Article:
For example, let’s say Vans introduces a new style of shoe to support an artist (they recently created Foo Fighters shoes as well as special edition Metallica shoe). People who follow and support Vans will naturally link to that content because it’s cool and people want to talk about it. However, a small business like an HVAC company does not have cool content that is naturally going to earn links. They might have great content describing their services, but they are not naturally going to receive links pointing to these pages.
This is where we SEO professionals have to earn links to a site in other ways.
The Best Ways to Build Links for a Small Business
1. Citations & Directory Listings
Most small businesses have a local presence as they serve a regional market. For this reason, any business that fits this category will want to create links from business directories and citation sources. These pages allow for the name of a business, its phone number, a description and of course, a link. As Google crawls these pages and sees they are locally relevant to your business, you have a much better chance of ranking for localized searches.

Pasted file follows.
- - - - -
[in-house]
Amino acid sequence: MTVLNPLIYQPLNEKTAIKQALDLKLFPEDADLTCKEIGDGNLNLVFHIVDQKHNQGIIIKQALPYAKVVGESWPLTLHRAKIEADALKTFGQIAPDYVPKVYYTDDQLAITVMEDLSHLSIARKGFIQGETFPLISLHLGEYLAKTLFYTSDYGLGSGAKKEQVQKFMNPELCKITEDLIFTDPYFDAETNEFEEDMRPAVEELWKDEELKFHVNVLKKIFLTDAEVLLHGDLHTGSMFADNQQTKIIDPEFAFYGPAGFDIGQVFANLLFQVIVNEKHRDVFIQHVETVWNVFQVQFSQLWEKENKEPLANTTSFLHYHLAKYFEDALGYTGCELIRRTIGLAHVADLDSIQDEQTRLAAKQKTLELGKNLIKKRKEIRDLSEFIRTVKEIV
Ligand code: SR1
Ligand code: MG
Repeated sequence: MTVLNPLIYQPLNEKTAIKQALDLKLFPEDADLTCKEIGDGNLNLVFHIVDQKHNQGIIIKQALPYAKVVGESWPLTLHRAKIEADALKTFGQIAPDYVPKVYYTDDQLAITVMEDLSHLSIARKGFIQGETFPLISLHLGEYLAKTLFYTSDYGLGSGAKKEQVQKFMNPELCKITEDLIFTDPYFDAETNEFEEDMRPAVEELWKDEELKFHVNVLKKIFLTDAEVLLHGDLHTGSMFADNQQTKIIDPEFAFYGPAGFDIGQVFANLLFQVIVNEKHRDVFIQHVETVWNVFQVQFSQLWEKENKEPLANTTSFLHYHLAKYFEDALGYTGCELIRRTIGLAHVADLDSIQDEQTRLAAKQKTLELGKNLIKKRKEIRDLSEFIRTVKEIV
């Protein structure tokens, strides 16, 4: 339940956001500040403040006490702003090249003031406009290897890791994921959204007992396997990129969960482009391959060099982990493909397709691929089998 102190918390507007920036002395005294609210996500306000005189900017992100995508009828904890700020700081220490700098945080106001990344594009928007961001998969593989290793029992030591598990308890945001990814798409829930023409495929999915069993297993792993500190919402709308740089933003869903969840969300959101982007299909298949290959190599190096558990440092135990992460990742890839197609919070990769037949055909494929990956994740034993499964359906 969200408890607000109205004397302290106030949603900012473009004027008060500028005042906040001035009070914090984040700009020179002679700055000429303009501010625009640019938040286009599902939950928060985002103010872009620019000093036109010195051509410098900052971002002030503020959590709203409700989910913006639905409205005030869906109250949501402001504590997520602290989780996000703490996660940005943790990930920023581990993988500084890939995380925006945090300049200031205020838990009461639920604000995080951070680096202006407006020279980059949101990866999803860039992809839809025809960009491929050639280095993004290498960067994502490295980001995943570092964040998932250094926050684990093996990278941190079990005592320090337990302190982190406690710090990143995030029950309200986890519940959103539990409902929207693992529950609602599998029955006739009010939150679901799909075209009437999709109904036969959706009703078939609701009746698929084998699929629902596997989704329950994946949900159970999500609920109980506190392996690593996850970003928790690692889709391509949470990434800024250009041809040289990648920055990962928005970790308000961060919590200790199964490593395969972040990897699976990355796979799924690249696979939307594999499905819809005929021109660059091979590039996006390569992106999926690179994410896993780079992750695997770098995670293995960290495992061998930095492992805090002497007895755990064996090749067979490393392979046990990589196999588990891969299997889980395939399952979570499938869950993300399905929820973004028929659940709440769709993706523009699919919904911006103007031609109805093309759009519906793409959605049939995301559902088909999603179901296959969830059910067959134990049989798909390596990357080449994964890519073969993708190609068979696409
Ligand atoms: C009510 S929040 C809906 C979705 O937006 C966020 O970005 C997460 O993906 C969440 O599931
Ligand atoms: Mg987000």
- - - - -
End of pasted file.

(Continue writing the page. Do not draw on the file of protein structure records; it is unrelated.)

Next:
2. Resource & Where to Buy Pages
Many websites feature a “resources” section where they pay compliments to other websites they might work with or sell products to. Depending on your type of business, you could have a good opportunity to be listed on a resource page.